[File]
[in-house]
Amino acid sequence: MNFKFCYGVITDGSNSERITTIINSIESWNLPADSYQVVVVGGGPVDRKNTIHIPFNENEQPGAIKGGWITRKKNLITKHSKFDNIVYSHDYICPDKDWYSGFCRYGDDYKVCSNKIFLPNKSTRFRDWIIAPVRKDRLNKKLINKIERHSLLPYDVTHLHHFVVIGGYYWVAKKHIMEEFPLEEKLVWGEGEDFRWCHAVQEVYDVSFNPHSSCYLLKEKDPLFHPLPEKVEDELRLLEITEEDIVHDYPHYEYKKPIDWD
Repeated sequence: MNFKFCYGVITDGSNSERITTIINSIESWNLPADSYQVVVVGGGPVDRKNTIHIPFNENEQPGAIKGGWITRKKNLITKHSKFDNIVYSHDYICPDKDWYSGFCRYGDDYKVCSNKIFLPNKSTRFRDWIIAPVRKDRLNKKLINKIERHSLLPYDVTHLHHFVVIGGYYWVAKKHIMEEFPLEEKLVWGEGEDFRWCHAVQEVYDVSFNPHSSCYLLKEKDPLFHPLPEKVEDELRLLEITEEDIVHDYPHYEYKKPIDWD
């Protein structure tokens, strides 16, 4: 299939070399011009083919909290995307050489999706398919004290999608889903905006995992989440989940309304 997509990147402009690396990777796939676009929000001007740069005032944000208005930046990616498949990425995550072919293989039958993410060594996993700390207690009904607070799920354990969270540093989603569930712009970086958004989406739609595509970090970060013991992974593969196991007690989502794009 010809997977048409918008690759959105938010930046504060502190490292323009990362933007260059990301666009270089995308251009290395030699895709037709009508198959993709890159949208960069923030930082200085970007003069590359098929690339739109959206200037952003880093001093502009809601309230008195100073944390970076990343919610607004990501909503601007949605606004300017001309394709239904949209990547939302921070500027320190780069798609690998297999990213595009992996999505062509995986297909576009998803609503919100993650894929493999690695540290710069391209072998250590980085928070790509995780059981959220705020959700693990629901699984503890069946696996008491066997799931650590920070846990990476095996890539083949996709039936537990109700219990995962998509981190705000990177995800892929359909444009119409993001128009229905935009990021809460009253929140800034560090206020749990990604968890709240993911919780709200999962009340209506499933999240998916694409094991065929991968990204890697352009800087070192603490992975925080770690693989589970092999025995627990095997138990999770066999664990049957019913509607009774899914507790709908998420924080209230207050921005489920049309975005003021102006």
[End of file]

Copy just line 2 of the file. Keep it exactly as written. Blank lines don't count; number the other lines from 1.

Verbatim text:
Amino acid sequence: MNFKFCYGVITDGSNSERITTIINSIESWNLPADSYQVVVVGGGPVDRKNTIHIPFNENEQPGAIKGGWITRKKNLITKHSKFDNIVYSHDYICPDKDWYSGFCRYGDDYKVCSNKIFLPNKSTRFRDWIIAPVRKDRLNKKLINKIERHSLLPYDVTHLHHFVVIGGYYWVAKKHIMEEFPLEEKLVWGEGEDFRWCHAVQEVYDVSFNPHSSCYLLKEKDPLFHPLPEKVEDELRLLEITEEDIVHDYPHYEYKKPIDWD